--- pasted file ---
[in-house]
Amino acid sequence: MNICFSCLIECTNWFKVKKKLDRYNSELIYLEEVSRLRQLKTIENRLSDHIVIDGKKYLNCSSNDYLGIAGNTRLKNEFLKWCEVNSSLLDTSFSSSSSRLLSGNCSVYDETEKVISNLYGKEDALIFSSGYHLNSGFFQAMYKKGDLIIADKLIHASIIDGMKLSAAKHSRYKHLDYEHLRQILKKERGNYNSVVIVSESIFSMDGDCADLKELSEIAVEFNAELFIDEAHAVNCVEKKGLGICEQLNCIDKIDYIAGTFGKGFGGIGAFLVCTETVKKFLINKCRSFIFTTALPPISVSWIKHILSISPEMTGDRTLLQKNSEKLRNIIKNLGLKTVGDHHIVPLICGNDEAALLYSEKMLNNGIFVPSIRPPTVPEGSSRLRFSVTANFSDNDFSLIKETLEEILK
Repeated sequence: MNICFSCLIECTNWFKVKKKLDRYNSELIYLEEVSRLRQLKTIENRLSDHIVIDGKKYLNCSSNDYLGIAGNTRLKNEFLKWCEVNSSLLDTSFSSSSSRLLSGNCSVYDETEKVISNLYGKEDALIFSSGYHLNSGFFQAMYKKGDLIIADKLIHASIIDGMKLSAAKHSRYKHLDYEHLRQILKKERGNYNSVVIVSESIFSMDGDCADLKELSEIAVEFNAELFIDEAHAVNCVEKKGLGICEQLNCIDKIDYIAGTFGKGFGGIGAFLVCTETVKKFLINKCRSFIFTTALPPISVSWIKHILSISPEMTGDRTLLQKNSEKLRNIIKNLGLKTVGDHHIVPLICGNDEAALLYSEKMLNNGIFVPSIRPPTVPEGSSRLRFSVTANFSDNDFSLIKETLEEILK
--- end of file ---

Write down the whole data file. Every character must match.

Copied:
[in-house]
Amino acid sequence: MNICFSCLIECTNWFKVKKKLDRYNSELIYLEEVSRLRQLKTIENRLSDHIVIDGKKYLNCSSNDYLGIAGNTRLKNEFLKWCEVNSSLLDTSFSSSSSRLLSGNCSVYDETEKVISNLYGKEDALIFSSGYHLNSGFFQAMYKKGDLIIADKLIHASIIDGMKLSAAKHSRYKHLDYEHLRQILKKERGNYNSVVIVSESIFSMDGDCADLKELSEIAVEFNAELFIDEAHAVNCVEKKGLGICEQLNCIDKIDYIAGTFGKGFGGIGAFLVCTETVKKFLINKCRSFIFTTALPPISVSWIKHILSISPEMTGDRTLLQKNSEKLRNIIKNLGLKTVGDHHIVPLICGNDEAALLYSEKMLNNGIFVPSIRPPTVPEGSSRLRFSVTANFSDNDFSLIKETLEEILK
Repeated sequence: MNICFSCLIECTNWFKVKKKLDRYNSELIYLEEVSRLRQLKTIENRLSDHIVIDGKKYLNCSSNDYLGIAGNTRLKNEFLKWCEVNSSLLDTSFSSSSSRLLSGNCSVYDETEKVISNLYGKEDALIFSSGYHLNSGFFQAMYKKGDLIIADKLIHASIIDGMKLSAAKHSRYKHLDYEHLRQILKKERGNYNSVVIVSESIFSMDGDCADLKELSEIAVEFNAELFIDEAHAVNCVEKKGLGICEQLNCIDKIDYIAGTFGKGFGGIGAFLVCTETVKKFLINKCRSFIFTTALPPISVSWIKHILSISPEMTGDRTLLQKNSEKLRNIIKNLGLKTVGDHHIVPLICGNDEAALLYSEKMLNNGIFVPSIRPPTVPEGSSRLRFSVTANFSDNDFSLIKETLEEILK